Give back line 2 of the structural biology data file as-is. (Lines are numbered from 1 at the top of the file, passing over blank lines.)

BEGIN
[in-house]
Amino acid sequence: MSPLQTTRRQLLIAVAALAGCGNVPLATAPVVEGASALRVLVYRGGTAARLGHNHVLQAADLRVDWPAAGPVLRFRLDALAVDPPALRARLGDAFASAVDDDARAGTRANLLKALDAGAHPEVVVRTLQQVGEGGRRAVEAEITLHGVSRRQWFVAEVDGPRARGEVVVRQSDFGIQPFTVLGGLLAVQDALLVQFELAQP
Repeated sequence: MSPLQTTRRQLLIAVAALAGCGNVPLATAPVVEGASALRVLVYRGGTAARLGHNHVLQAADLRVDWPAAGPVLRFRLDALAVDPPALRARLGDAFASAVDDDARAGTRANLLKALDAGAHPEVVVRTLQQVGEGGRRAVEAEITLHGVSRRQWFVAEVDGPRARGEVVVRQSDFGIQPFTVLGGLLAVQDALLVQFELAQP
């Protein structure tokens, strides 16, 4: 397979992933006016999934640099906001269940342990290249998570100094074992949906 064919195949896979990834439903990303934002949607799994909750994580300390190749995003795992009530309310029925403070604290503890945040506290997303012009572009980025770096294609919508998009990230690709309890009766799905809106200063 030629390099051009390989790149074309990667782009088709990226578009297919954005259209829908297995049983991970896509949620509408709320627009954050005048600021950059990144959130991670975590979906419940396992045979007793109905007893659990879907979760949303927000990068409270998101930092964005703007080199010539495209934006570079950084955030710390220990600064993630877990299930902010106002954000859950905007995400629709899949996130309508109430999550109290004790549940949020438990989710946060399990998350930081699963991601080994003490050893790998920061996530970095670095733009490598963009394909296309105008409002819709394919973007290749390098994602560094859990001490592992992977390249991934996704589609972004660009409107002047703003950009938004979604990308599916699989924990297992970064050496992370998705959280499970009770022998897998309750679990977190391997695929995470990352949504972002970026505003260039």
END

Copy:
Amino acid sequence: MSPLQTTRRQLLIAVAALAGCGNVPLATAPVVEGASALRVLVYRGGTAARLGHNHVLQAADLRVDWPAAGPVLRFRLDALAVDPPALRARLGDAFASAVDDDARAGTRANLLKALDAGAHPEVVVRTLQQVGEGGRRAVEAEITLHGVSRRQWFVAEVDGPRARGEVVVRQSDFGIQPFTVLGGLLAVQDALLVQFELAQP